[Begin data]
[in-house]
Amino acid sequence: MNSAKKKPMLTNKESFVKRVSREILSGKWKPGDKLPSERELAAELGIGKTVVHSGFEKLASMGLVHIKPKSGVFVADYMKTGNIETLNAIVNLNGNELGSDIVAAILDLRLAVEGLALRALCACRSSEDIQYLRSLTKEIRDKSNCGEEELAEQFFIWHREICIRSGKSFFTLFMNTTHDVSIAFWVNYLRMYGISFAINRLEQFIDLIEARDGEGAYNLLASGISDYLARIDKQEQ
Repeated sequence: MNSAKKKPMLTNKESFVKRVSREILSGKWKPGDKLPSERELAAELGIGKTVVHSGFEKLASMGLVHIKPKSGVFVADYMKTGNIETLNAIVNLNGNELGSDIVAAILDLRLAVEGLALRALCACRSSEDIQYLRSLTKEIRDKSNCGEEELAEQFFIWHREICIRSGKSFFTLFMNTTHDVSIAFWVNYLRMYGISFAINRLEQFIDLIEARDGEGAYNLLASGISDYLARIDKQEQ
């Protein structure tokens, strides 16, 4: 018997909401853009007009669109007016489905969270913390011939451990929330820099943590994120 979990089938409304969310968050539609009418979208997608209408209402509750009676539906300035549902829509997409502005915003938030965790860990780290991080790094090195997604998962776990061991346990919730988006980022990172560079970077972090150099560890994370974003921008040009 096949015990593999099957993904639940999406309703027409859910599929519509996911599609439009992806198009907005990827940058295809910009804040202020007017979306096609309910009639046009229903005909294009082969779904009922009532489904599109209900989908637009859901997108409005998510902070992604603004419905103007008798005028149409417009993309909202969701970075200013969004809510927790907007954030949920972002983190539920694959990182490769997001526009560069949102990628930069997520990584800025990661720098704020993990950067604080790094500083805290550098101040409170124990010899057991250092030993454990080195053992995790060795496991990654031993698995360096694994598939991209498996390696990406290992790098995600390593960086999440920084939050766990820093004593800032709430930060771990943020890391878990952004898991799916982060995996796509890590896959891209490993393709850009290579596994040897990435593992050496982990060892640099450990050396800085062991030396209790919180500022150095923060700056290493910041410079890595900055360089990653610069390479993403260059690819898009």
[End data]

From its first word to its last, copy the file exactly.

[in-house]
Amino acid sequence: MNSAKKKPMLTNKESFVKRVSREILSGKWKPGDKLPSERELAAELGIGKTVVHSGFEKLASMGLVHIKPKSGVFVADYMKTGNIETLNAIVNLNGNELGSDIVAAILDLRLAVEGLALRALCACRSSEDIQYLRSLTKEIRDKSNCGEEELAEQFFIWHREICIRSGKSFFTLFMNTTHDVSIAFWVNYLRMYGISFAINRLEQFIDLIEARDGEGAYNLLASGISDYLARIDKQEQ
Repeated sequence: MNSAKKKPMLTNKESFVKRVSREILSGKWKPGDKLPSERELAAELGIGKTVVHSGFEKLASMGLVHIKPKSGVFVADYMKTGNIETLNAIVNLNGNELGSDIVAAILDLRLAVEGLALRALCACRSSEDIQYLRSLTKEIRDKSNCGEEELAEQFFIWHREICIRSGKSFFTLFMNTTHDVSIAFWVNYLRMYGISFAINRLEQFIDLIEARDGEGAYNLLASGISDYLARIDKQEQ
């Protein structure tokens, strides 16, 4: 018997909401853009007009669109007016489905969270913390011939451990929330820099943590994120 979990089938409304969310968050539609009418979208997608209408209402509750009676539906300035549902829509997409502005915003938030965790860990780290991080790094090195997604998962776990061991346990919730988006980022990172560079970077972090150099560890994370974003921008040009 096949015990593999099957993904639940999406309703027409859910599929519509996911599609439009992806198009907005990827940058295809910009804040202020007017979306096609309910009639046009229903005909294009082969779904009922009532489904599109209900989908637009859901997108409005998510902070992604603004419905103007008798005028149409417009993309909202969701970075200013969004809510927790907007954030949920972002983190539920694959990182490769997001526009560069949102990628930069997520990584800025990661720098704020993990950067604080790094500083805290550098101040409170124990010899057991250092030993454990080195053992995790060795496991990654031993698995360096694994598939991209498996390696990406290992790098995600390593960086999440920084939050766990820093004593800032709430930060771990943020890391878990952004898991799916982060995996796509890590896959891209490993393709850009290579596994040897990435593992050496982990060892640099450990050396800085062991030396209790919180500022150095923060700056290493910041410079890595900055360089990653610069390479993403260059690819898009």